As the Christian prayer Our Father teaches most people engaged in leading a spiritual life also are in continuous search for what God wants of them to contribute to his kingdom on earth. Or, how would they imagine God’s job description at that time. Not always, but normally, good health is presupposed for a proper performance evaluation. One of the constantly available promotors of good health practice comes through monthly blurbs frequently with valuable dietary tips from a famous university’s medical school or a non-profit organization. Depending on each individual such tips can not only strengthen resolve to perform properly in God’s service, but be a guide on how to integrate bodily care, so closely related to the physical disposition  needed for spiritual seeking, into the search for and service of God.

 As an example, an issue of a typical health letter contrasts 10 super foods with a careful, very tempting, selection of 10 dishes/snacks offered by the advertising media more interested in the bottom line than the health of the consumer. Every individual, of course, has different needs and tolerances and one function of our life of the spirit is to know ourselves and the weaknesses that irrational desires can fashion in us. Three of the 10 mentioned both super foods and the unhealthy dishes, for most people anyway, illustrate the temptations faced and easy alternatives for anyone who tries to eat rationally. Proper handling the bodily needs for nourishing food can become easier with determination over time and basic acquaintance with a good diet. Feeling better, and lasting a lot longer, should heighten performance in a contribution to God’s kingdom.

 The first temptation, dubbed Macadoozy in one health letter, refers to Uno Chicago Grill’s Deep Dish macaroni and 3 cheeses. It offers 1,980 calories (a full day’s worth), 71 grams of saturated fat (3 ½ days’ worth), and 3,110 mg of sodium (2 days’ worth). Macaroni and cheese a diet staple a few decades ago is back dressed in a tempter’s guise.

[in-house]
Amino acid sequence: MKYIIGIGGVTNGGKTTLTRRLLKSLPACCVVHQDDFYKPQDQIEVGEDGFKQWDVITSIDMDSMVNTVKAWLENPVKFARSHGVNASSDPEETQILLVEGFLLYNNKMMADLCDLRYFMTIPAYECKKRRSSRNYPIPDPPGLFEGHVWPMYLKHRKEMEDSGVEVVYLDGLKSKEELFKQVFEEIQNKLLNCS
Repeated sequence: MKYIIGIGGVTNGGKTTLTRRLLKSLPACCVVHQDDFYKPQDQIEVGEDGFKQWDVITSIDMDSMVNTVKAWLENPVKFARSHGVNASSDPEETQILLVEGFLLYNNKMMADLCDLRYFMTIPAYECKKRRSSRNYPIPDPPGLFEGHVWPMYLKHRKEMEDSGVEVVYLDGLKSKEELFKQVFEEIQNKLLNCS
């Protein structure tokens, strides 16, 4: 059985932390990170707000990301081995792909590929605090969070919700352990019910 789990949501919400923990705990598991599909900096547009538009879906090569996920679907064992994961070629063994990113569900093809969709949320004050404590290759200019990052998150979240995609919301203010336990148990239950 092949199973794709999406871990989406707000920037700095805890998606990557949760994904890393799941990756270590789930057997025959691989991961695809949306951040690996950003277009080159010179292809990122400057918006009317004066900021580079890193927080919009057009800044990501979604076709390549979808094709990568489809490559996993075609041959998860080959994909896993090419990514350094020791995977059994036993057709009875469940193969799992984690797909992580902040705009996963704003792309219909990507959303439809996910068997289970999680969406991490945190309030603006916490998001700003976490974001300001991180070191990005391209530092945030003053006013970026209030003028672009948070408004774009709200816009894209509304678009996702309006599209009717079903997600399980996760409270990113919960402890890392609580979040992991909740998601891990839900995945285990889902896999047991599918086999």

The second called Triple Bypass can be ordered in Olive Garden’s menu under the title of Tour of Italy: homemade lasagna, lightly breaded chicken parmigiana, and creamy fettuccine alfredo. The Tour’s potential challenge to a normal body (sustaining a seeking spirit) gives the eater 1,450 calories or 1,740 if you order an accompanying salad (nearly a day’s worth) and 4,960 mg of sodium (3 days’worth) and 33 grams of saturated fat, all in a single meal. That’s a Tour that might  take down some unsuspecting tourists.

Third temptation for those endowed with a large sweet tooth: The Cheesecake Factory’s Chocolate Tower Truffle Cake. It weighs three quarters of a pound and if it could stand up, would measure 6 inches tall, with 1,900 calories and 62 grams of saturated fat (3 days’ worth). If you don’t want to damage that sweet tooth, don’t let the Truffle Cake fall on you.

 Attractive Alternatives

The super foods: Sweet Potatoes, “A nutritional superstar—one of the best vegetables you can eat.” as quoted from the health letter. The letter adds a scrumptious recipe for serving a readily available but these days not so popular vegetable.

Secondly: Unsweetened Greek Yogurt can be mixed with other ingredients in various forms, such as the traditional parfait, or with naturally sweet berries, and/or whole grain cereals. A cup of plain, non-fat yogurt at 130 calories provides you with 23 grams of protein, but the heart conscious should take note of the 10 mg of cholesterol.

Finally: Watermelon described in the letter as “…a heavyweight in the nutrient department.” Although they are normally a seasonal product, a standard serving of approximately “…two cups at 90 fat-free, salt-free calories, has one-third of a day’s vitamins A and C, a nice shot of potassium, and a healthy dose of  lycopene…” This, only a picnic stable decades ago, now can be found during several months of the year in any supermarket.

 BON APPETITE while you strive to work for God’s kingdom.

(The information and quotes for this note was based on the Nutrition Action Healthletter, published for Consumers by the nonprofit Center for Science in the Public interest, Washington D.C. 20005).


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